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Vera v. Industrial Com.

OPINION FILED DECEMBER 10, 1986.

FLORENCIO VERA, APPELLANT,

v.

THE INDUSTRIAL COMMISSION ET AL. (OLMARC PACKAGING, APPELLEE).



Appeal from the Circuit Court of Cook County; the Hon. Edwin M. Berman, Judge, presiding.

JUSTICE BARRY DELIVERED THE OPINION OF THE COURT:

The petitioner, Florencio Vera, claimed benefits under the Workers' Compensation Act (the Act) (Ill. Rev. Stat. 1979, ch. 48, par. 138.1 et seq.), for injury sustained while employed by the respondent, Olmarc Packaging (the company). For the petitioner's 20% permanent and complete loss of use of his left hand, the arbitrator awarded the petitioner 38 weeks of compensation. The Commission modified the decision of the arbitrator by reducing the award to five weeks of compensation for serious disfigurement to his right hand. The circuit court of Cook County confirmed the decision of the Commission. The petitioner brings the instant appeal claiming that the Commission improperly admitted certain medical records and that its delayed decision both subverted the purpose of the Act and was contrary to the manifest weight of the evidence.

At arbitration, the evidence established the following. The company employed the petitioner to drive a jeep. On December 21, 1979, when the petitioner attempted to turn the company's jeep, it reversed accidentally and then his left hand was thrust against its roll bar and steering wheel. The petitioner reported the accident and then rested for 30 minutes. Several weeks later, the petitioner felt pain and noticed a mass in the central portion, dorsum, of his left hand. By June of 1980, a bilocular ganglion had grown, and the pain had intensified. The company's Lehigh Clinic personnel aspirated the ganglion, but it appears the painful cyst recurred several weeks later.

In February of 1981, the company laid off the petitioner. The following June, Dr. Barry Fischer discovered a soft tissue mass on the dorsum of the petitioner's left hand over the mid-portion of the third metacarpal. Dr. Fischer concluded that a contusion and strain injury to the petitioner's left hand had caused the ganglion cyst, tendonitis, and residual swelling that necessitated surgery.

The petitioner consulted Dr. T. Shelly Ashbell, who, in November of 1981, excised the ganglion and performed a capsulectomy and synovectomy between the petitioner's capitate-metacarpal joint and the dorsum of his left hand. Dr. Ashbell casted the affected area, and released the petitioner to return to work on November 19.

On November 30, the petitioner experienced chronic synovitis in his wrist joint and swelling of the dorsum of his left hand. Subsequently, Dr. Ashbell twice aspirated the wound. By April 14, 1982, synovial fluid had ceased to accumulate; and the wound had healed. In Dr. Ashbell's opinion, a work-related injury had caused the chronic synovitis which produced the ganglion at the petitioner's carpal joint.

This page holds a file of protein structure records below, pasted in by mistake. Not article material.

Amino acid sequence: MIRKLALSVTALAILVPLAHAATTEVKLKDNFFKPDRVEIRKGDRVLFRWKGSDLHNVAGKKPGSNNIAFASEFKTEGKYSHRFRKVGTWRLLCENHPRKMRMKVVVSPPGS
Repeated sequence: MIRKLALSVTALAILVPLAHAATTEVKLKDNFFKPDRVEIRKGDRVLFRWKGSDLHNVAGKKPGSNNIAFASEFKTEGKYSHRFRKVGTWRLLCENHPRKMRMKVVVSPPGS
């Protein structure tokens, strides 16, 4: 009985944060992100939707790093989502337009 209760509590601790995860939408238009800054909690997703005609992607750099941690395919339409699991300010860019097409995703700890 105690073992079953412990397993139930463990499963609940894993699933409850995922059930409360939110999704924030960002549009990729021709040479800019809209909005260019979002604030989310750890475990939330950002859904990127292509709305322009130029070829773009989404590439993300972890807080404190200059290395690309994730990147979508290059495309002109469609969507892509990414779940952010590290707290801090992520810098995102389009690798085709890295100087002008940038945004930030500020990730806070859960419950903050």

In March of 1982, Dr. Gerald Harris examined the petitioner and concluded that he could work normally with his hands. By September of 1982, however, the petitioner had lost sensation in his left hand, and experienced pain and fatigue when carrying heavy objects for an extended time.

The arbitrator found that on December 21, 1979, the petitioner was injured in the course of his employment at the company and that his present condition of ill-being was causally related to his injury. The arbitrator awarded the petitioner 38 weeks of compensation for the permanent and complete loss of use of 20% of his left hand, as aforesaid.

On review, the company introduced the April 16, 1982, report of Dr. Ashbell. Without objection at arbitration, the petitioner had introduced that report but had deleted Dr. Ashbell's observations that the petitioner had no symptoms, complaints, or functional impairment, and his conclusion that there would be no future disability.

After Commissioner Miller demanded a viewing of the petitioner's left hand and after a 14-month delay, the Commission affirmed the arbitrator's conclusions. However, the Commission reduced the award to five weeks of compensation for disfigurement to the petitioner's right hand.

The circuit court confirmed the decision of the Commission.

We first address the petitioner's argument that the Commission's delayed decision and demanded viewing subverted the purpose of the Act.

• 1 We acknowledge the fundamental purpose of the Act to provide employees with prompt, equitable compensation for their work-related injuries (Kelsay v. Motorola, Inc. (1978), 74 Ill.2d 172, 384 N.E.2d 353), and recognize that the Commission's decision was unreasonably delayed. However, the silent record neither explains the delay nor suggests that the viewing was objectionable. Hence, we decline to provide the petitioner with a speculative remedy.

• 2 We next address the petitioner's argument that the arbitrator improperly admitted his wife's hospital records regarding facial injuries inflicted by the petitioner in 1979 and that the Commission erred in readmitting Dr. Ashbell's report with his conclusions of ultimate facts. The company responds that by not providing an accurate copy of the ...


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